The balance of my day was spent in the work shop and you'll hear about and see the results in the next blog.  Hint, the tote got built and it has a cousin that was designed and created today. 

cheers, Ian W

"If you have a garden and a library, (workshop) you have everything you need.  Marcus Tillius Cicero and Ian W

Wednesday, August 20, 2014

Tuesday was Glue Up Day

  I've been working on a couple of projects lately and since they both required both construction and design they have taken extra time. I am a very slow designer.

  I made a portable Quarto game and then decided that I didn't want to carry it around in a zip lock bag.  I am working on a small box in which the game pieces will fit.

    The glue up is a frame on which the game board is glued.  The quality of glue available now means that if I am patient a project can be solid without any metal fasteners. When I make smaller things I really try to avoid nails and screws if possible.

 While making the 'box' I had a design brain wave (I think) for the method of closure. I am going to use an improvised hinge made from rubber inner tube that is the hinge and the closure device all in one.

second stage glue up with internal stop installed. 

  If my plan works it will be cool.  If it doesn't work, you'll never see it again.  Doctor's bury their mistakes, mine burn in the fireplace.

  The last glue up is the beginnings of my Work Bench Tool Tote, inspired by Jack Houweling.  I really liked Jack's idea but decided to develop my own design, since this tote will hold  layout and measuring tools. In fact I am thinking two totes, one with layout tools and other one holding assembly tools and glue like Jack's. My totes will be small and fit underneath the work table top, if all goes according to plan.

  The next stage is decide the rest of the design. Next blog should will show progress, maybe completion. 

cheers, ianw  

Monday, August 18, 2014

The U.S. Brig Niagara - Wood is Wonderful

Last week the Brig Niagara was in Collingwood Ont.  We'd not gone to Collingwood intending see the ship, the Niagara was just a bonus.

U.S. Brig Niagara

 A tall ship is a special creation, they are often reproductions of great sailing ships from the past, some with steel hulls. Niagara is a wooden tall ship, the best kind, in my opinion.  Not only is Niagara a working ship, and work of art but it is also a piece of Canadian/American history. 

  If you even wondered about an interesting wood working job, think about Ship's Carpenter.  If you google search Ship's Carpenter, there are jobs on cruise ships available, who knew that wood work could take you around the world.

  If you ever wondered whether wood was special, look at a tall ship like the Brig Niagara.

cheers, ianw 

Saturday, August 16, 2014

Quarto - Woodworking for Mere Mortal

  Often I am inspired by something that I've seen on the net.  I have a number of woodworking sites that I regularly visit and recently I went to and watched Steve's video on Making a Quarto Board Game

  Quarto has a couple of positive traits that are not obvious until you play the game.  It is fun, easy to learn and a game is over is just a few minutes. I find it is easier when I can  give a game serious attention for a few minutes rather then for longer periods.  A series of short games seems more social to me.  There is more time for relaxing, drinking coffee and chatting without reducing the quality of game play.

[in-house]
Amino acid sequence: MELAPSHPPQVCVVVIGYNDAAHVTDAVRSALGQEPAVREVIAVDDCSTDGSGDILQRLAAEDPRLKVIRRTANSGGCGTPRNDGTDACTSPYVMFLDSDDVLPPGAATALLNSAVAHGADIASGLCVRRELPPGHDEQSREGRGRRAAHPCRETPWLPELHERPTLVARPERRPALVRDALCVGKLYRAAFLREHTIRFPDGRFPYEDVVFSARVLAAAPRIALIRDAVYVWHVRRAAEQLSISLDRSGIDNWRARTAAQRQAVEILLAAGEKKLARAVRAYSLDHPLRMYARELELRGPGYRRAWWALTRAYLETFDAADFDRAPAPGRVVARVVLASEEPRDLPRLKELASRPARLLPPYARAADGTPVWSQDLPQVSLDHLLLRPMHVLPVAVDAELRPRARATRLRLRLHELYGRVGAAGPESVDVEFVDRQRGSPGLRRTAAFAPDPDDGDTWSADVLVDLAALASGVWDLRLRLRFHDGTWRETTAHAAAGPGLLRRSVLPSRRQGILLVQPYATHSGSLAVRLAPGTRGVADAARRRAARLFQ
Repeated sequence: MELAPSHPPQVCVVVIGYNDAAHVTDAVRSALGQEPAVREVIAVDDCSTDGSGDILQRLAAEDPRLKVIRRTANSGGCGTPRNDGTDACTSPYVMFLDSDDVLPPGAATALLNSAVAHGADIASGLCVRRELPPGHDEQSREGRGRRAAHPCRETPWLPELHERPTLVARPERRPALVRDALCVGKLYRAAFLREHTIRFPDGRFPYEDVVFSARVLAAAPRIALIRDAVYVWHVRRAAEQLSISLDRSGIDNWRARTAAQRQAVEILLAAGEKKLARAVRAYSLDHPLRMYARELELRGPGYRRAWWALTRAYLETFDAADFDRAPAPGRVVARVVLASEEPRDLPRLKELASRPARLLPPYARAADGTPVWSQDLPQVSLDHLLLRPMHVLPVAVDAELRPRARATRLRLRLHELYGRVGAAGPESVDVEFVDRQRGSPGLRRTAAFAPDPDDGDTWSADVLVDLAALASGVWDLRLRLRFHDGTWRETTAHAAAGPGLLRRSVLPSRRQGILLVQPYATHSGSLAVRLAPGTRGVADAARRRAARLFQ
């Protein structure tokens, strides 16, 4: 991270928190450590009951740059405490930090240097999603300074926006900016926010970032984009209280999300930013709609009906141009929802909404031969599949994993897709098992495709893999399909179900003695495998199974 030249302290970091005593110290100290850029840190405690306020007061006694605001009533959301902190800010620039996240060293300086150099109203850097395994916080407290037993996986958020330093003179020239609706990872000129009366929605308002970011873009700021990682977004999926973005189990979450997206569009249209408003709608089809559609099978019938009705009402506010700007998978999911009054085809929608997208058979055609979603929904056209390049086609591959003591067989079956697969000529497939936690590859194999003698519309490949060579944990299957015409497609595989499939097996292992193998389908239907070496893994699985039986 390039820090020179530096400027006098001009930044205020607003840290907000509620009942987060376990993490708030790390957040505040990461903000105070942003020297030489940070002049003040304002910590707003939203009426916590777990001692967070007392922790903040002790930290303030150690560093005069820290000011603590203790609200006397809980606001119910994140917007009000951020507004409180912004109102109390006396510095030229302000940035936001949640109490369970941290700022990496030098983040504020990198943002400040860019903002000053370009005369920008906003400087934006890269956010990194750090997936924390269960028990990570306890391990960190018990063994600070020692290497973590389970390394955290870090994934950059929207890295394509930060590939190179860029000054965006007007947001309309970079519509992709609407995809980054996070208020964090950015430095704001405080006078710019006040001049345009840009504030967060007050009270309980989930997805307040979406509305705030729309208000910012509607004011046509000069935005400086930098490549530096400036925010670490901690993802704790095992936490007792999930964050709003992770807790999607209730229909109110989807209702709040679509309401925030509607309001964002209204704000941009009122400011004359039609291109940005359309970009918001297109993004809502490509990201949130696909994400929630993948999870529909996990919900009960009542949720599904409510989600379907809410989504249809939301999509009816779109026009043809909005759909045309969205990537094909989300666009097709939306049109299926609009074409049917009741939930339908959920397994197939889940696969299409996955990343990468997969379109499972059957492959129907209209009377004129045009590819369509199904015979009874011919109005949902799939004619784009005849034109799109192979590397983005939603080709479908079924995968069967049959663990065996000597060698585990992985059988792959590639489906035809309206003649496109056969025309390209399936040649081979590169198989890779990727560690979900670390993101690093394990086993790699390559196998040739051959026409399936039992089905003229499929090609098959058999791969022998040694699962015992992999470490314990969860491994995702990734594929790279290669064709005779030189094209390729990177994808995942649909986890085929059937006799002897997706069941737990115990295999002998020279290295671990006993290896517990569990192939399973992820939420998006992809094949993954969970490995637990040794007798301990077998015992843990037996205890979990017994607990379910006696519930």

This is the first set of game pieces I made. The tall pieces are four inches tall and the pieces are over one inch in diameter. As you can see I haven't made a board yet.
  I used spruce for the game pieces, because I had some laying about and I thought the grain pattern would show well when stained.  The cylinders were turned on my lathe using my Easy Wood Tools.  I then stained the dark pieces using Minwax  stain.

  After I made this large set of game pieces I began to wonder about something more portable.

  This set is made from 3/4 inch wood blocks and dowels.  The game board is 5 3/8 inches square and is going to be a great set of travelling game pieces. I decided that I would drill the holes in both ends of the pieces so that none of the game pieces has a top or bottom. It makes setting up the pieces slightly quicker by eliminating errors during set up.

  For both of the set of game pieces a drill press is almost compulsory.  Everything else can be made with the most basic of tools but since the hole in the top is the only feature on the pieces it is best to get it centred, straight and the same depth.

  I am thinking that a small box that had the game board as one side will the next part of this project. I'll keep you posted.

cheers, ianw

Monday, August 11, 2014

Wrapping Up Some Jobs

 During the past couple of weeks I have been dealing with several small jobs all at once. This weekend I got them done.

 First Kieran and his sister came to stay with us for three days and he and I got busy and finished his tool box.

  On his last visit we worked on other projects but on Saturday morning we drilled all the holes and screwed the ends on and nailed the sides on too. This is the collection of tools that fill his box now.  He has a hammer, three pliers, six screw drivers, two different squares, a block plane, black saw (still too big for him), a sanding block and his own cordless drill driver. He just turned five and is pretty good at drilling holes and driving screws.  This was the first time that he had many brads to drive and he also did a pretty good job.  Oddly enough, he doesn't like sanding either, he gets bored. (a typical woodworker).  Usually I hold the drill and he pushes the trigger to drill the holes. This time he was confident enough that he wanted to hold the drill by himself. I don't know who was more proud when he had finished drilling all those holes, by himself, him or me.